What are the current COVID-19 restrictions in Ireland?

Keep up to date with all the current COVID-19 regulations in Ireland
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illustration of individuals and small groups of people sitting and lying on the grass following covid19 social distancing guidelines

Restrictions to prevent the spread of COVID-19 in Ireland have been eased, but that does not mean the virus has gone away. It is especially important to self-isolate and take a test if you have symptoms of COVID-19.

Depending on case numbers, the Government may increase or reduce the number of restrictions in place as needed. It’s important to keep up to date with the latest guidance.

In this article:

What restrictions have been removed?

In January 2022, almost all COVID-19 restrictions in Ireland were lifted.

This includes:

  • No more limits on household visits
  • Early closing time for restaurants and bars removed
  • Limits removed on the number of people who can attend indoor and outdoor events
  • No more restrictions on nightclubs
  • You no longer need a Digital COVID Cert to enter certain businesses like restaurants, pubs and cinemas or theatres

Return to the office

A phased return to the office has begun on 24 January. This means employers can begin gradually bringing employees back into the office.

Do I have to return to the office?

Many employers have introduced a ‘hybrid’ system that allows employees to opt for a mix of working from home and working from the office. Others have allowed employees to remain fully remote. However, some employers may ask employees to return to the office full-time.

If your contract lists a specific location where you are expected to work (for example, the address of the office building), then the employer has a right to ask you to return to the office and work from there.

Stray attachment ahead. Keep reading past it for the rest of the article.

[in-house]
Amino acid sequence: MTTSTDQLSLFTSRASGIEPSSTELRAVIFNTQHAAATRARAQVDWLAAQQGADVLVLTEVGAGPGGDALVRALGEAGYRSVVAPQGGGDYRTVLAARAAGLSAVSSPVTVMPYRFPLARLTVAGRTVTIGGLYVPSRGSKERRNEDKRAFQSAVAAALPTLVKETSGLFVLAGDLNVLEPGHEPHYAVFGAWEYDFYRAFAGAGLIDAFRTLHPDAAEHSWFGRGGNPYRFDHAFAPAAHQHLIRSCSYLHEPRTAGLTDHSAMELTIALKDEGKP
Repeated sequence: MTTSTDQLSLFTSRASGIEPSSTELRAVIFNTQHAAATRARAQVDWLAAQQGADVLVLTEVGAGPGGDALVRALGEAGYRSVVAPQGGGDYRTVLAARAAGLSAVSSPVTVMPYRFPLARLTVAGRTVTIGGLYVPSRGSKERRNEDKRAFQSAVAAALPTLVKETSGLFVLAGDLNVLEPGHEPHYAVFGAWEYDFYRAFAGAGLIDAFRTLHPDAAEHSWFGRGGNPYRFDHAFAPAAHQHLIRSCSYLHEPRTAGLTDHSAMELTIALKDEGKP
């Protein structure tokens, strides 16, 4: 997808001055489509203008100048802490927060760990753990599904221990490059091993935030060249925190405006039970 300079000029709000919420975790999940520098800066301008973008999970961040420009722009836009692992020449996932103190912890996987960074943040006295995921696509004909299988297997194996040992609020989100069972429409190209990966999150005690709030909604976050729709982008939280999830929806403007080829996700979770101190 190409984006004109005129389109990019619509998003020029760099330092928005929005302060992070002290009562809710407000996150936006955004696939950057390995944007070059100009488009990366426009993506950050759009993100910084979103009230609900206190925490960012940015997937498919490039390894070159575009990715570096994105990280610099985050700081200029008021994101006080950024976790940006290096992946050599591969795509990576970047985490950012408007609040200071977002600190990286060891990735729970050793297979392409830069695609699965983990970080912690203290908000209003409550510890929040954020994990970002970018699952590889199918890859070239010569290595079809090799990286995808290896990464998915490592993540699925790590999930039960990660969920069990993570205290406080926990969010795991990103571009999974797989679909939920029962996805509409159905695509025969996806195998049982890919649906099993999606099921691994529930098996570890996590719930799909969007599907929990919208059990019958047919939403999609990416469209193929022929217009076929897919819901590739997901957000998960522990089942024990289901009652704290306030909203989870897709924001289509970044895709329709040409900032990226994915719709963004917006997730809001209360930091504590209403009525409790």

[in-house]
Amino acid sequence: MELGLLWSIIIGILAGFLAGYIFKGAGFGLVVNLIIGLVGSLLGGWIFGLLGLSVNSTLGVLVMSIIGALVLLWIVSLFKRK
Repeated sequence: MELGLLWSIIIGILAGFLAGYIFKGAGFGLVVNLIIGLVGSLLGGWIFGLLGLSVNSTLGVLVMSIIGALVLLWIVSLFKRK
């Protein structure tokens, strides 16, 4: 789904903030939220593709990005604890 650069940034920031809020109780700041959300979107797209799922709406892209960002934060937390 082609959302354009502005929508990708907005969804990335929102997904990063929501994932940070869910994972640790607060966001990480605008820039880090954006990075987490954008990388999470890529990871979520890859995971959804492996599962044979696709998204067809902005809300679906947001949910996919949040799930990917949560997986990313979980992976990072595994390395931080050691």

The government is currently developing new legislation that will give workers the right to request a remote or hybrid arrangement in work, but it will take time for this to become law.

Do I still have to wear a face mask?

Wearing a face mask is currently mandatory in certain places. Face masks can help to prevent the spread of COVID-19.

Rules around face masks will remain in place until February 28th, 2022.

When do I need to wear a face mask?

In Ireland, it is mandatory to wear a face covering (that covers your nose and mouth) in enclosed public places including on public transport, in shops, banks, airports, libraries and museums and in services such as hairdressers, barbers etc.

  • On public transport
  • In shops and shopping centres
  • Libraries
  • Cinemas and cinema complexes
  • Theatres
  • Concert halls
  • Bingo halls
  • Museums
  • Services such as hairdressers, nail care/styling, tattoo or piercings
  • Travel Agents
  • Laundries/Dry Cleaners
  • Betting shops 
  • Banks, credit unions and post offices
  • Airports and ports

If you have trouble breathing, you are unable to remove the mask by yourself, or people with special needs who feel upset or uncomfortable when wearing a mask can wear a plastic visor or face shield instead, but otherwise a cloth face covering that covers your nose and mouth must be worn.

Children aged nine years and older are being asked to wear masks on public transport, in shops, and in other indoor public spaces. Children in third class and above are also being asked to wear face masks while in school.

It is not required to wear masks in indoor private settings or outdoors, but it is advised to wear one if you are visiting the home of someone who is vulnerable to COVID-19 or over the age of 70. Find out more about the rules around face masks in Ireland.

Can I travel?

There are currently no limits on travelling within Ireland. If you wish to travel overseas, there are certain measures in place.

Can I go abroad?

The rules and restrictions in place surrounding travel abroad can change depending on the current case numbers in different areas or the emergence of new variants. It’s important to keep up to date with the latest measures if you are planning on travelling abroad.

Find out about the current measures in place for travelling here.

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